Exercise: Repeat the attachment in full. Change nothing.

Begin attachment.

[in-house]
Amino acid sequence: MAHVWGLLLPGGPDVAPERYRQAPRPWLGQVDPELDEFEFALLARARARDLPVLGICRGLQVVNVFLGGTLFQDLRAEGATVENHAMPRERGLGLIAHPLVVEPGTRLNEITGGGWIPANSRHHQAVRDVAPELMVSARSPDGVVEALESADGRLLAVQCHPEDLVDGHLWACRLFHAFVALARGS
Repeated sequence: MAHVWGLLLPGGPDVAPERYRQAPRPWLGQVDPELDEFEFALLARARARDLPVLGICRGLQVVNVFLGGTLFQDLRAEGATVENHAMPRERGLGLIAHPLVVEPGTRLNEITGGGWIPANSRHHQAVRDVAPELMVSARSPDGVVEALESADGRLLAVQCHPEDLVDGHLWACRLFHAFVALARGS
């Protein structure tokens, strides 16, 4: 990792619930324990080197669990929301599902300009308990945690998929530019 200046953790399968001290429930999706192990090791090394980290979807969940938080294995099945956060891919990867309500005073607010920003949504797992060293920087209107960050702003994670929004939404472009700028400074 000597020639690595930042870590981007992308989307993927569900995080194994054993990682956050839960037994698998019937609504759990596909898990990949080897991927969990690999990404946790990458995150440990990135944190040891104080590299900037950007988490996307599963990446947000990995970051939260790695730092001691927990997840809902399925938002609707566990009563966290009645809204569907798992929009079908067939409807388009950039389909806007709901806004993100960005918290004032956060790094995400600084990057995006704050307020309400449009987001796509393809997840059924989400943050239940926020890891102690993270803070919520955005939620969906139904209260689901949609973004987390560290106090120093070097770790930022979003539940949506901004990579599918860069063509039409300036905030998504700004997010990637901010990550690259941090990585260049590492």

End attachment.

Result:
[in-house]
Amino acid sequence: MAHVWGLLLPGGPDVAPERYRQAPRPWLGQVDPELDEFEFALLARARARDLPVLGICRGLQVVNVFLGGTLFQDLRAEGATVENHAMPRERGLGLIAHPLVVEPGTRLNEITGGGWIPANSRHHQAVRDVAPELMVSARSPDGVVEALESADGRLLAVQCHPEDLVDGHLWACRLFHAFVALARGS
Repeated sequence: MAHVWGLLLPGGPDVAPERYRQAPRPWLGQVDPELDEFEFALLARARARDLPVLGICRGLQVVNVFLGGTLFQDLRAEGATVENHAMPRERGLGLIAHPLVVEPGTRLNEITGGGWIPANSRHHQAVRDVAPELMVSARSPDGVVEALESADGRLLAVQCHPEDLVDGHLWACRLFHAFVALARGS
């Protein structure tokens, strides 16, 4: 990792619930324990080197669990929301599902300009308990945690998929530019 200046953790399968001290429930999706192990090791090394980290979807969940938080294995099945956060891919990867309500005073607010920003949504797992060293920087209107960050702003994670929004939404472009700028400074 000597020639690595930042870590981007992308989307993927569900995080194994054993990682956050839960037994698998019937609504759990596909898990990949080897991927969990690999990404946790990458995150440990990135944190040891104080590299900037950007988490996307599963990446947000990995970051939260790695730092001691927990997840809902399925938002609707566990009563966290009645809204569907798992929009079908067939409807388009950039389909806007709901806004993100960005918290004032956060790094995400600084990057995006704050307020309400449009987001796509393809997840059924989400943050239940926020890891102690993270803070919520955005939620969906139904209260689901949609973004987390560290106090120093070097770790930022979003539940949506901004990579599918860069063509039409300036905030998504700004997010990637901010990550690259941090990585260049590492």